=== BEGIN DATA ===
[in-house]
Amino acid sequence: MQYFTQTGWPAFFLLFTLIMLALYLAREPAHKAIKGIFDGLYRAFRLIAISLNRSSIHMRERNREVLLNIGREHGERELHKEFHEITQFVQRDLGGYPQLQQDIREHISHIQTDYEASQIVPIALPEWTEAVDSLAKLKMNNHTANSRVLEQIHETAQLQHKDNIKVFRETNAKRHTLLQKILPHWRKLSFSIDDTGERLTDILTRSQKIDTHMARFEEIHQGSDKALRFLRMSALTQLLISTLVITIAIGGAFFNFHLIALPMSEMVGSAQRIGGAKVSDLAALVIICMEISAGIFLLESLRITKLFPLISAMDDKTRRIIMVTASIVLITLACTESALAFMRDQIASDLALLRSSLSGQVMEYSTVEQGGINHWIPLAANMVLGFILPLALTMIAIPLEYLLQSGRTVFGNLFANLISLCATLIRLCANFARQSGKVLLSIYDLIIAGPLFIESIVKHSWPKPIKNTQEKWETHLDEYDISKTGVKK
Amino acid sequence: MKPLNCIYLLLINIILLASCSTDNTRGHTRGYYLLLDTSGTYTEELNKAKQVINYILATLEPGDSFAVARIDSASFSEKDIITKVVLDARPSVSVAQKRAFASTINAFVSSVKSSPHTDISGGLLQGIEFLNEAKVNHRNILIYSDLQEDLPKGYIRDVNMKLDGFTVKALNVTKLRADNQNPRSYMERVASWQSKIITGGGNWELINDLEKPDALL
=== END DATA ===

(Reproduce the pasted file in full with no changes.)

[in-house]
Amino acid sequence: MQYFTQTGWPAFFLLFTLIMLALYLAREPAHKAIKGIFDGLYRAFRLIAISLNRSSIHMRERNREVLLNIGREHGERELHKEFHEITQFVQRDLGGYPQLQQDIREHISHIQTDYEASQIVPIALPEWTEAVDSLAKLKMNNHTANSRVLEQIHETAQLQHKDNIKVFRETNAKRHTLLQKILPHWRKLSFSIDDTGERLTDILTRSQKIDTHMARFEEIHQGSDKALRFLRMSALTQLLISTLVITIAIGGAFFNFHLIALPMSEMVGSAQRIGGAKVSDLAALVIICMEISAGIFLLESLRITKLFPLISAMDDKTRRIIMVTASIVLITLACTESALAFMRDQIASDLALLRSSLSGQVMEYSTVEQGGINHWIPLAANMVLGFILPLALTMIAIPLEYLLQSGRTVFGNLFANLISLCATLIRLCANFARQSGKVLLSIYDLIIAGPLFIESIVKHSWPKPIKNTQEKWETHLDEYDISKTGVKK
Amino acid sequence: MKPLNCIYLLLINIILLASCSTDNTRGHTRGYYLLLDTSGTYTEELNKAKQVINYILATLEPGDSFAVARIDSASFSEKDIITKVVLDARPSVSVAQKRAFASTINAFVSSVKSSPHTDISGGLLQGIEFLNEAKVNHRNILIYSDLQEDLPKGYIRDVNMKLDGFTVKALNVTKLRADNQNPRSYMERVASWQSKIITGGGNWELINDLEKPDALL